The functions given by the formulas:
the hyperbolic sine; and
the hyperbolic cosine. The hyperbolic tangent
is also sometimes considered. Other notations include: , , , , , , . The graphs of these functions are shown in Fig. a.
The principal relations are:
The geometrical interpretation of hyperbolic functions is similar to that of the trigonometric functions (Fig. b). The parametric equations of hyperbolas
make it possible to interpret the abscissa and the ordinate of a point on the equilateral hyperbola as the hyperbolic sine and cosine; the hyperbolic tangent is the segment . The parameter of the point equals twice the area of the sector , where is the arc of the hyperbola. The parameter is negative for a point (for ).
The inverse hyperbolic functions are defined by the formulas
The derivatives and basic integrals of the hyperbolic functions are:
The hyperbolic functions and may also be defined by the series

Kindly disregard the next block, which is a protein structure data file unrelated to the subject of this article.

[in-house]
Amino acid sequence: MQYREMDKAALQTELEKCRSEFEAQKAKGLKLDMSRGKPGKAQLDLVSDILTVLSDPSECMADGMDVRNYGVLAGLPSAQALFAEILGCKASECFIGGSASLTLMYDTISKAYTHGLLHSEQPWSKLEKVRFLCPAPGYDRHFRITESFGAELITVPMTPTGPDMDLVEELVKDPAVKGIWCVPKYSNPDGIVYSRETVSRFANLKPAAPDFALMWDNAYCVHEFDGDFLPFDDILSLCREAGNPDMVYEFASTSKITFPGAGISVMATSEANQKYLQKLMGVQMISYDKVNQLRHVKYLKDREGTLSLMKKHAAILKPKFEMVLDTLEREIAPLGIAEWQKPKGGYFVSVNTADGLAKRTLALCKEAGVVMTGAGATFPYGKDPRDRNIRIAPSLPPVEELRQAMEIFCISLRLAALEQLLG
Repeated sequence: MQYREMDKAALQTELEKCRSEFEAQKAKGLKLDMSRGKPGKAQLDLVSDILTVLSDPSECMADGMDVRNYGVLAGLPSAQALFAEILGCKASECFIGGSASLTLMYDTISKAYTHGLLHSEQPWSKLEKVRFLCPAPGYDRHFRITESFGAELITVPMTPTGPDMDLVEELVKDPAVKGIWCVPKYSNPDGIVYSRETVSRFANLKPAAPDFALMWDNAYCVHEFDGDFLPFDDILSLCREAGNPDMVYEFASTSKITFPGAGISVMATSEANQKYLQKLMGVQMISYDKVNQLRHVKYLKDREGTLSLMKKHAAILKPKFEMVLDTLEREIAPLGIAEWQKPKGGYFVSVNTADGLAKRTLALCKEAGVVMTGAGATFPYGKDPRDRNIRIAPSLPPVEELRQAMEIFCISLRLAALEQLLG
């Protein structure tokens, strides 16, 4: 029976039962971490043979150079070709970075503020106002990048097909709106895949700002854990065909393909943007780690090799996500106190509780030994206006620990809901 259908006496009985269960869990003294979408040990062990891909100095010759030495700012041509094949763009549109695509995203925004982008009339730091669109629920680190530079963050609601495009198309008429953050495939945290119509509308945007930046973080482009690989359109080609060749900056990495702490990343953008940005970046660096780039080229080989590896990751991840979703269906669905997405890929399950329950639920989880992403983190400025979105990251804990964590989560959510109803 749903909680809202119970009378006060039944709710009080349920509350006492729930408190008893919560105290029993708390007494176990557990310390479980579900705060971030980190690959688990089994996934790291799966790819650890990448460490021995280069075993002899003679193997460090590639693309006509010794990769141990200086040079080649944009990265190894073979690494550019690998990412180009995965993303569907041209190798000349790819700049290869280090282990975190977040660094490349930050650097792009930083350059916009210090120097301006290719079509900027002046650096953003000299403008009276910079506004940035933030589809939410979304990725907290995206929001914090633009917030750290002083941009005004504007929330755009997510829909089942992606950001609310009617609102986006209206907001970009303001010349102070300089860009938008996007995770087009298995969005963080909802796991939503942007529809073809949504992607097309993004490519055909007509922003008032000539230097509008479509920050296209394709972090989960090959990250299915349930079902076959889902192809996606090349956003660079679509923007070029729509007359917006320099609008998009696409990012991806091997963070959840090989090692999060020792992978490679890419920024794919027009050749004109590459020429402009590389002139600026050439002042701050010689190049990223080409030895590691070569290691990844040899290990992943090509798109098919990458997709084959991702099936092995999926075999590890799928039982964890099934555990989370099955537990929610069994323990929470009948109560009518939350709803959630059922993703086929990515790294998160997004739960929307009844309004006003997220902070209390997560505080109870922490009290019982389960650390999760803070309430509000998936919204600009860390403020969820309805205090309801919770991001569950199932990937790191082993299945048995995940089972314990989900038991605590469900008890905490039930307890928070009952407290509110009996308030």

in the entire complex -plane, so that
Extensive tabulated values of hyperbolic functions are available. The values of the hyperbolic functions may also be obtained from tables giving and .
|||E. Jahnke, F. Emde, F. Lösch, "Tafeln höheren Funktionen" , Teubner (1966)|
|||, Tables of circular and hyperbolic sines and cosines in radial angle measure , Moscow (1968) (In Russian)|
|||, Tables of and , Moscow (1955) (In Russian)|
The right-hand sides of the defining relations (1), (2) allow analytic continuation to the whole complex plane. After this, using the Euler formulas one sees that (3) holds, from which the series expansions are readily derived.
|[a1]||A. Segun, M. Abramowitz, "Handbook of mathematical functions" , Appl. Math. Ser. , 55 , Nat. Bur. Standards (1970)|
|[a2]||H.B. Dwight, "Tables of integrals and other mathematical data" , Macmillan (1963)|
Hyperbolic functions. Encyclopedia of Mathematics. URL: http://www.encyclopediaofmath.org/index.php?title=Hyperbolic_functions&oldid=29142